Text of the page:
What Makes Our Mustards Different? (part 2)November 5, 2011
#2: We do not use additives of any kind.
Much of the packaged food industry uses additives – both artificial and “natural” – for a variety of reasons. Sometimes to preserve, sometimes to “stretch” the ingredients, and sometimes to influence color and/or texture. Xanthan gum, calcium disodium EDTA, sodium metabisulfite (E223), citric acid (E330), “natural flavors” (whatever those are). We don’t think any of those things need to be in mustard (or food for that matter), and we don’t have a desire to put them into our bodies. Our grandmothers never cooked with them, so why would we?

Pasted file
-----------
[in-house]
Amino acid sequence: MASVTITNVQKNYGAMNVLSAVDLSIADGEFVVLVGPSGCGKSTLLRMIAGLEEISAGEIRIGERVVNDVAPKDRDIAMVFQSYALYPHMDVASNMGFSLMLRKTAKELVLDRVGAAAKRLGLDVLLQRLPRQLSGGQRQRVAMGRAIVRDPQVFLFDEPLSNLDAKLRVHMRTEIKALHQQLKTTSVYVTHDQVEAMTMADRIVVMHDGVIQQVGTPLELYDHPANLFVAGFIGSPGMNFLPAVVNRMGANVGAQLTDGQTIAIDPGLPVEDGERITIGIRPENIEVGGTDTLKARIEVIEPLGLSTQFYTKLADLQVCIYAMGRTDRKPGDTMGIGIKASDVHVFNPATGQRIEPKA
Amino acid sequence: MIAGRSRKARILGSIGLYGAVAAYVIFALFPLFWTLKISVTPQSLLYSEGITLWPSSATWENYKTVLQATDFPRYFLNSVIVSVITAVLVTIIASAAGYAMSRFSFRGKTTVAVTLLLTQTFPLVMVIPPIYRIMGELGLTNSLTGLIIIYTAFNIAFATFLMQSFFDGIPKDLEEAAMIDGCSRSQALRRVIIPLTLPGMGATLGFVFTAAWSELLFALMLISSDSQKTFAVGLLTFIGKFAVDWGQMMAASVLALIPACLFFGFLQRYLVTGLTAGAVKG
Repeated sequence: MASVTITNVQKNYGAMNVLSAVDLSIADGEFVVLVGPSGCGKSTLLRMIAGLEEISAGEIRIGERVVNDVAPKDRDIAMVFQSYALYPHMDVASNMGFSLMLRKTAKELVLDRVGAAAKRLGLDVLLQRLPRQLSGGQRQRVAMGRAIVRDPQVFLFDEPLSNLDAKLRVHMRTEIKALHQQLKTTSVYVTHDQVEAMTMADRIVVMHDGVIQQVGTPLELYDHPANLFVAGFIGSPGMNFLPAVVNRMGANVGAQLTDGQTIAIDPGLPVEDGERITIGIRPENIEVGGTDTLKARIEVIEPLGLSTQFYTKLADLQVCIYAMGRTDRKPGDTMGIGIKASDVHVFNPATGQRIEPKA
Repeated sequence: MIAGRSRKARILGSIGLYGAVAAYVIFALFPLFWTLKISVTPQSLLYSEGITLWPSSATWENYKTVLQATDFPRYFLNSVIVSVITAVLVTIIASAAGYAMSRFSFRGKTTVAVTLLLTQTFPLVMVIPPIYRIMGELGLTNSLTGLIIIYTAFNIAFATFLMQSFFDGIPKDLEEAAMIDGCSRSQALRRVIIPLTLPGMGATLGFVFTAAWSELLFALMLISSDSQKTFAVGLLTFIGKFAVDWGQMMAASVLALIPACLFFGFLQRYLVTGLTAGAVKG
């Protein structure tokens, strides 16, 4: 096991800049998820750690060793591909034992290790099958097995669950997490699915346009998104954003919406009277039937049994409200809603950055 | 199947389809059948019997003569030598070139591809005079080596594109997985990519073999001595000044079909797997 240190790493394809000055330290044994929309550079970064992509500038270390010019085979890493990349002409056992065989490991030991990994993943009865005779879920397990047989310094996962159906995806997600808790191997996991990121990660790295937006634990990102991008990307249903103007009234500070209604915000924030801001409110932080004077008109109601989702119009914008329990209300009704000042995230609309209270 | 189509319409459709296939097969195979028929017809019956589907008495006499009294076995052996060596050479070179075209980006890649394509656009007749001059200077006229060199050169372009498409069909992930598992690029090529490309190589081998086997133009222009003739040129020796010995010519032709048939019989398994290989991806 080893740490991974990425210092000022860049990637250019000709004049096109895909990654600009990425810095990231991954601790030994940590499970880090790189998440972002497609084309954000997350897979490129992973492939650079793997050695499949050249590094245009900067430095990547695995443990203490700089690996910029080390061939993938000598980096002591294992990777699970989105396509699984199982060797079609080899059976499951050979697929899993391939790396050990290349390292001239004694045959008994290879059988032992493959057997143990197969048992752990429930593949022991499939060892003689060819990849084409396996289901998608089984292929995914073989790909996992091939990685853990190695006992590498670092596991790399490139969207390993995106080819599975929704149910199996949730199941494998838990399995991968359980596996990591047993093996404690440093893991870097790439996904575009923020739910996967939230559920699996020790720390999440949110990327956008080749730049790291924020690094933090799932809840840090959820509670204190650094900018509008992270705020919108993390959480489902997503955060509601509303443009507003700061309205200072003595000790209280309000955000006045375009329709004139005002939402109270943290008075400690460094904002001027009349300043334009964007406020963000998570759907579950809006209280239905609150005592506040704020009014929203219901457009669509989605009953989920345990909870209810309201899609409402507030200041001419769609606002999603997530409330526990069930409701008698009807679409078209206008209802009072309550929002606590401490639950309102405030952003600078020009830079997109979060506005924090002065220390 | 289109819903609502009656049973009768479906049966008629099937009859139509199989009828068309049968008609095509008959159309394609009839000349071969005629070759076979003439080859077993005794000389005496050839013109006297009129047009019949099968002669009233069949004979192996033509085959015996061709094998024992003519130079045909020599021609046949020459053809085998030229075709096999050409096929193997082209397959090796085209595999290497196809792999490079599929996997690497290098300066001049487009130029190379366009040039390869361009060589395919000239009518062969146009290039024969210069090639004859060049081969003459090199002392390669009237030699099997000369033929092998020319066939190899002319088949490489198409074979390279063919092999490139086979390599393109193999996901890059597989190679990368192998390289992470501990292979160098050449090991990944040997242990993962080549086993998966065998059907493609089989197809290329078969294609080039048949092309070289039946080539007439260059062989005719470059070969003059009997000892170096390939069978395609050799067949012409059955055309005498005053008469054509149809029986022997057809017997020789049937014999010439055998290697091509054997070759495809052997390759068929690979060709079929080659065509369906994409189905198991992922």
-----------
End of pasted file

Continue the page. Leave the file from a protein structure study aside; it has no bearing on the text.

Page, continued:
To preserve our mustard we use vinegar (our vinegars also add flavor). Even the “natural” additives – including xanthan gum and citric acid – are often derived from GMO corn and soy, when not manufactured artificially.
All of these additives have been deemed “safe” for consumption by the FDA (the FDA’s term is GRAS – Generally Regarded As Safe). But so has diacetyl, the chemical additive used in artificial butter flavoring in popcorn, which both NIOSH and the CDC have deemed “associated with severe obstructive lung disease” (this is for the workers in the plant who are exposed to it at high levels, but does it make sense that we are putting this stuff in food at all?)
We will never put anything into our products that we would not normally use in our own kitchens, cooking for ourselves, our families, and our friends.« Previous :: Next»